Building scale effectively isn’t simply a question of size. Renewables developers and operators can generate additional scale benefits from experience and synergies. We have found that these effects can be segmented into nine main levers. (See Exhibit 3.)

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To tap into classical scale benefits, players certainly do use their size to obtain supplier discounts and rely on a high flow of projects to optimize workforce and resource utilization. What’s more, holding large portfolios enables companies to hedge risks more effectively and secure better terms from purchasers.

But companies can also use their strong brands to secure access to better sites. With experience, players can create more sophisticated bidding techniques and achieve greater operational savings than newer, smaller rivals. And they can create synergies from combining technologies. For example, some companies are exploring the possibility of floating solar panels on the reservoirs of hydroelectric dams. (For more information on the nine levers, see the slideshow “Mastering Scale in Renewables.”)

Many new entrants have limited capex budgets, however. And, in any case, they can’t hope to catch up with established companies, which are aggressively scaling up and becoming supersize players. (See Exhibit 4.) Instead, they will need to think carefully about how to use their investment firepower and create a long-term vision for building scale—one that applies across the organization and is driven from the top.

Optimizing Benefits

To build scale effectively, companies will need to make difficult decisions about their strategies and operating models. Altering both can help players to improve scale benefits, but there will also be downsides. They will often find themselves facing a tradeoff between short-term operating margins and long-term scale benefits. Players should ask themselves the following questions as they embark on their journey:

  • Why us? Before proceeding, new players will need to identify what capabilities they can bring to renewables, what their competitive edge versus rivals is, and how they can extract value from scale. With renewables markets in transition, established players won’t be able to rely on the same competitive advantages they have had in the past. Instead, new capabilities will be needed at scale, giving new entrants a right to play and win in renewables.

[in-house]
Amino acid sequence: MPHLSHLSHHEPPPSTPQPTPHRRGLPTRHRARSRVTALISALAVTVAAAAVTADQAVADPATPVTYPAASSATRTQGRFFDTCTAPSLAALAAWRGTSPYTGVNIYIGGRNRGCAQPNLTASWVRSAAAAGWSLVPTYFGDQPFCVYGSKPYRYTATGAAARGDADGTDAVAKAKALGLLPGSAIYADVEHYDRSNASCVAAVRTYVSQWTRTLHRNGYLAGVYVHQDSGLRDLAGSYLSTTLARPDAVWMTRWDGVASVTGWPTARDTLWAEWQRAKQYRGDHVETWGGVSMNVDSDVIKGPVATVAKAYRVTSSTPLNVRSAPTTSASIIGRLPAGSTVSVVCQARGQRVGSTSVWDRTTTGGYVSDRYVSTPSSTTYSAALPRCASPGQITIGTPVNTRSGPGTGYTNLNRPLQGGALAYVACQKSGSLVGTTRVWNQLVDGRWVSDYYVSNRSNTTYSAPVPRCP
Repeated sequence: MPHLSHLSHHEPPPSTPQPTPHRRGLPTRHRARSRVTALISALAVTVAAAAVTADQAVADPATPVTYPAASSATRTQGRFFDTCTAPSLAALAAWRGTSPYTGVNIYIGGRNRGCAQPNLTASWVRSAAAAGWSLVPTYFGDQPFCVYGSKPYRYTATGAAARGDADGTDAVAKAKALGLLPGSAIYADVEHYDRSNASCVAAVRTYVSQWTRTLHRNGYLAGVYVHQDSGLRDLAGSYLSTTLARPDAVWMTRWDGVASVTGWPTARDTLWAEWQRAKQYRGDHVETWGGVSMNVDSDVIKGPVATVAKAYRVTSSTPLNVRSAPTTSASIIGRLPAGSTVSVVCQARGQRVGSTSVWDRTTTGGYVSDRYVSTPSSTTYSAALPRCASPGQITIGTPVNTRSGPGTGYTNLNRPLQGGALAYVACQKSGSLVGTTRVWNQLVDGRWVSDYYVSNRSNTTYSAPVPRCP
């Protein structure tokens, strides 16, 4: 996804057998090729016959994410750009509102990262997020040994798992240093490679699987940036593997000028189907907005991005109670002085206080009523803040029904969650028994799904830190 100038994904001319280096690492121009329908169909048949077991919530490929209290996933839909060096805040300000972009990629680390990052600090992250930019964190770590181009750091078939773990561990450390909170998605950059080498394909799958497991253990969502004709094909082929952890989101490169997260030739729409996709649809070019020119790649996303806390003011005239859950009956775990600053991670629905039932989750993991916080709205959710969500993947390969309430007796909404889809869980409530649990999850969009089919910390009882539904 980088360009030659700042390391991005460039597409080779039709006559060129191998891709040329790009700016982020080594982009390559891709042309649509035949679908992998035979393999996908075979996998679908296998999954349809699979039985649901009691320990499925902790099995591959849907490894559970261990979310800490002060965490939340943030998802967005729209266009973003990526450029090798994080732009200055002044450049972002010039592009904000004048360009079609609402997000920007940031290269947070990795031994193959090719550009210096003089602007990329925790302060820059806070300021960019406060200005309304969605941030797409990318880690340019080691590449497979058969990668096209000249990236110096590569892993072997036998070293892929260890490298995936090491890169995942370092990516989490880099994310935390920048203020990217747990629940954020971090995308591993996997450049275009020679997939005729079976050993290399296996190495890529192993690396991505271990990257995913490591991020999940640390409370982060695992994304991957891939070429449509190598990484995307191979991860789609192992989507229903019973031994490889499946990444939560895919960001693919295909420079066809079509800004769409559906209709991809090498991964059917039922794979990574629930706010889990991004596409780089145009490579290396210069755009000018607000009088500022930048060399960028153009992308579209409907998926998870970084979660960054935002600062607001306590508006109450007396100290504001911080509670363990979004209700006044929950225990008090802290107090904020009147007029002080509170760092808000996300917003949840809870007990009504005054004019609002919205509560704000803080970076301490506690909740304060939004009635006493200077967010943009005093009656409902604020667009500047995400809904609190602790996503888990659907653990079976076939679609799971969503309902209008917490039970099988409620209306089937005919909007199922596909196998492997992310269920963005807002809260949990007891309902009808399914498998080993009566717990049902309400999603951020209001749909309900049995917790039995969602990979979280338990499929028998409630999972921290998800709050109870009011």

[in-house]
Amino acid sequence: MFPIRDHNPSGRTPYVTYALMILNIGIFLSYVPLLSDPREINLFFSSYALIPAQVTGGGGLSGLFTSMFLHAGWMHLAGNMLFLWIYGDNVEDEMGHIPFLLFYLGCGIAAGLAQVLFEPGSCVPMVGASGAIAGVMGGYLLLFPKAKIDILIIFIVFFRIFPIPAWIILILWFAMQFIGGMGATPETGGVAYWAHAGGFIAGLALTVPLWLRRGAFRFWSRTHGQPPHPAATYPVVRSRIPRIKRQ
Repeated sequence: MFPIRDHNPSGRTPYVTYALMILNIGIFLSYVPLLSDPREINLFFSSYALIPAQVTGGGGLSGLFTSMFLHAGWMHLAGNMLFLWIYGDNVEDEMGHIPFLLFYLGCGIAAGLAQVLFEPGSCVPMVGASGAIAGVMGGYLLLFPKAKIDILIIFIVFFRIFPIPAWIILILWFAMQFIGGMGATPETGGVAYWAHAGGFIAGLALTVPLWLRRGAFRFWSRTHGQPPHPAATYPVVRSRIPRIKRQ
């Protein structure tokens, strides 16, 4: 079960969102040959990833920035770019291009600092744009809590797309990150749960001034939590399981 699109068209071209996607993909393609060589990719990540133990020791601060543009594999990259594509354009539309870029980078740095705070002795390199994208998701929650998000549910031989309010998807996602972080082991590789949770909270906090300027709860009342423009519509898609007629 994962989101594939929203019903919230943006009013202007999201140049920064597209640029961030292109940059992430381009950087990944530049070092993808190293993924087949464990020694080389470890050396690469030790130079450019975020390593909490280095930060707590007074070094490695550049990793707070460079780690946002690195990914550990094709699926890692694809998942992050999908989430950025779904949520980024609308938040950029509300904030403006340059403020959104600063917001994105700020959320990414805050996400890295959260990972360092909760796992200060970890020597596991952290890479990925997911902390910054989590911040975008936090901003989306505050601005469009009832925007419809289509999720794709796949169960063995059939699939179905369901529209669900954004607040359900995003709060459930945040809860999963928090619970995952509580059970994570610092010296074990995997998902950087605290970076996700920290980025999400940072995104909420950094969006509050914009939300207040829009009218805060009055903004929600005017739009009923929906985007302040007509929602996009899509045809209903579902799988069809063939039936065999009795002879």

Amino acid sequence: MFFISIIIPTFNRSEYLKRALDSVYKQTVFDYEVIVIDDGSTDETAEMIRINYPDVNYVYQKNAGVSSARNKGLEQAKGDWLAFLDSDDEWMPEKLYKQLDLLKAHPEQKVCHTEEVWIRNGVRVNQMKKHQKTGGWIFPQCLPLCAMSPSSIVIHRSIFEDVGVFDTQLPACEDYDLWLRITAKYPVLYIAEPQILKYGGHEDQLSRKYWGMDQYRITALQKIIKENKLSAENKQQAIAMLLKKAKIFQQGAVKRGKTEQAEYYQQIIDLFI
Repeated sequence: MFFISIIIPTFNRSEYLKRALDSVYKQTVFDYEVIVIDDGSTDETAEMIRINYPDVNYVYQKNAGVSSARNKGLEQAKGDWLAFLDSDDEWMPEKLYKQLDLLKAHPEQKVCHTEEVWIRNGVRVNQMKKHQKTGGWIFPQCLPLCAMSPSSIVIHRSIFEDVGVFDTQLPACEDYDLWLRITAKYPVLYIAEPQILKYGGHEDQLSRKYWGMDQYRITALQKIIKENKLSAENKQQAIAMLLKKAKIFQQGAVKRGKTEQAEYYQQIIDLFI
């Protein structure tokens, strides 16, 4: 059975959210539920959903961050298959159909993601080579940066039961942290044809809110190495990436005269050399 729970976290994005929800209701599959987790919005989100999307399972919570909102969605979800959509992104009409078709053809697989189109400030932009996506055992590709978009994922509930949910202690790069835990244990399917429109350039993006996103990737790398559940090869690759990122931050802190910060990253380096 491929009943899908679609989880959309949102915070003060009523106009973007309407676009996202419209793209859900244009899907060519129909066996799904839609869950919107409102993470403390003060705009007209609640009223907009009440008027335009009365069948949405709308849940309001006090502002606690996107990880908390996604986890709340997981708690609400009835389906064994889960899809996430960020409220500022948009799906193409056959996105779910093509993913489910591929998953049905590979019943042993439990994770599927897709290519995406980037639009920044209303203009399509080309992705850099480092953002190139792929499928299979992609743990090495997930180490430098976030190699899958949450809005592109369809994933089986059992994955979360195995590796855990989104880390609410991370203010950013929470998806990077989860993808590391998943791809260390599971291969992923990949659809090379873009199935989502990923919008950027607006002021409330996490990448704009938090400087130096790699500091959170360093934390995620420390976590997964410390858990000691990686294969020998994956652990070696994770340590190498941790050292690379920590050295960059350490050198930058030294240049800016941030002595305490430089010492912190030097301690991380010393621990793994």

• What is our ambition level? Companies must decide how much capex they want to allocate, what technologies they will invest in, and what their boundary conditions are.  For the “utility of the future,” renewables will be a core part of their growth plans, investments will be assessed as part of a portfolio of renewables projects, and target investments will be decided through a clear scale strategy.
  • What role should we play? To create value, companies first need to identify what position in the value chain will best enable them to achieve this goal. In some renewables markets, access to viable project sites gives players a large advantage over rivals, while in others having a good interconnection to the grid can be crucial to success. New entrants will need to comprehend these so-called control points, how they may change over time, and how they are affected by scale, before deciding where to play.
  • Where should we play? As companies select the technologies and geographies where they want to compete, they will need to balance organic ways of building their renewables business (primarily by winning auctions) against inorganic routes that can accelerate growth. Recognizing the value of scale is essential to understanding the potential upside that M&A can provide.
  • How should we play? New entrants must make tough decisions about what operating model they should use, including whether to make or buy capabilities and skills, and whether to partner with other firms. A thorough understanding of scale effects will help companies make smarter decisions.

Renewable energy is a rapidly growing market with attractive opportunities for many players. But rising competition and the removal of subsidies in most regions mean that winning in renewables is not a given. New entrants will need to think holistically, act wisely, and master scale levers if they are to flourish.